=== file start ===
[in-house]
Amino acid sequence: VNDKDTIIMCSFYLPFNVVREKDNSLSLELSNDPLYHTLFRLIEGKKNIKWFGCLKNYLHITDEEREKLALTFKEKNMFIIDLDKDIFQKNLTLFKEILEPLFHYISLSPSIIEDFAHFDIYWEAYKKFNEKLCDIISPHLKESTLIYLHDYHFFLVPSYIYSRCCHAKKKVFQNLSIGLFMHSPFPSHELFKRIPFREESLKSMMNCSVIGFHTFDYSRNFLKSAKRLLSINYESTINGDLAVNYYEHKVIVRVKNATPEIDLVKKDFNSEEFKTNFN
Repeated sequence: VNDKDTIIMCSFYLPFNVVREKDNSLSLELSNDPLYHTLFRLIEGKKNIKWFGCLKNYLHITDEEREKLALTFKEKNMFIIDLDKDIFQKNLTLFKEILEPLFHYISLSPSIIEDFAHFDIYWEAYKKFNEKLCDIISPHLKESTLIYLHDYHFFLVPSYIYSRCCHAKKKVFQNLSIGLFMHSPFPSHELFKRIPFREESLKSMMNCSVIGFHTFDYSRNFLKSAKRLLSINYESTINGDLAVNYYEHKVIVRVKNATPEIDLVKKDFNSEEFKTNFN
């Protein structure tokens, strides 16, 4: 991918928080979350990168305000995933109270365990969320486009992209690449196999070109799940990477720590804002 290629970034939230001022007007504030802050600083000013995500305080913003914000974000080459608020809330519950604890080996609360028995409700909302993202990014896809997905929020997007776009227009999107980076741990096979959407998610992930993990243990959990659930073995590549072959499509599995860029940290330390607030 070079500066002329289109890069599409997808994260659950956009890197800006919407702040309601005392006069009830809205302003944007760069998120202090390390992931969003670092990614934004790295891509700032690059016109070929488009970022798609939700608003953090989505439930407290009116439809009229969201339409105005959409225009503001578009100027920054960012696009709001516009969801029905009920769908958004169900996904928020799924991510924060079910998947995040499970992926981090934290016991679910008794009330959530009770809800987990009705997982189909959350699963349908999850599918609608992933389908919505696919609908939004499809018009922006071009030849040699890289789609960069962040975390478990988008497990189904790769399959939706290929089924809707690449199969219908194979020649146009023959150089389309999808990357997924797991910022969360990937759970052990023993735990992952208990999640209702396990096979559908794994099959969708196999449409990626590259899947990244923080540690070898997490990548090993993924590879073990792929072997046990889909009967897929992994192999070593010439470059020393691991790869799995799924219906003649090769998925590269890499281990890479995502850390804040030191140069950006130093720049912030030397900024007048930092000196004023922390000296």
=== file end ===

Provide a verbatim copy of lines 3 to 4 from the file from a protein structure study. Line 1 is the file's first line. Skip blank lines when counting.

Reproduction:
Repeated sequence: VNDKDTIIMCSFYLPFNVVREKDNSLSLELSNDPLYHTLFRLIEGKKNIKWFGCLKNYLHITDEEREKLALTFKEKNMFIIDLDKDIFQKNLTLFKEILEPLFHYISLSPSIIEDFAHFDIYWEAYKKFNEKLCDIISPHLKESTLIYLHDYHFFLVPSYIYSRCCHAKKKVFQNLSIGLFMHSPFPSHELFKRIPFREESLKSMMNCSVIGFHTFDYSRNFLKSAKRLLSINYESTINGDLAVNYYEHKVIVRVKNATPEIDLVKKDFNSEEFKTNFN
């Protein structure tokens, strides 16, 4: 991918928080979350990168305000995933109270365990969320486009992209690449196999070109799940990477720590804002 290629970034939230001022007007504030802050600083000013995500305080913003914000974000080459608020809330519950604890080996609360028995409700909302993202990014896809997905929020997007776009227009999107980076741990096979959407998610992930993990243990959990659930073995590549072959499509599995860029940290330390607030 070079500066002329289109890069599409997808994260659950956009890197800006919407702040309601005392006069009830809205302003944007760069998120202090390390992931969003670092990614934004790295891509700032690059016109070929488009970022798609939700608003953090989505439930407290009116439809009229969201339409105005959409225009503001578009100027920054960012696009709001516009969801029905009920769908958004169900996904928020799924991510924060079910998947995040499970992926981090934290016991679910008794009330959530009770809800987990009705997982189909959350699963349908999850599918609608992933389908919505696919609908939004499809018009922006071009030849040699890289789609960069962040975390478990988008497990189904790769399959939706290929089924809707690449199969219908194979020649146009023959150089389309999808990357997924797991910022969360990937759970052990023993735990992952208990999640209702396990096979559908794994099959969708196999449409990626590259899947990244923080540690070898997490990548090993993924590879073990792929072997046990889909009967897929992994192999070593010439470059020393691991790869799995799924219906003649090769998925590269890499281990890479995502850390804040030191140069950006130093720049912030030397900024007048930092000196004023922390000296």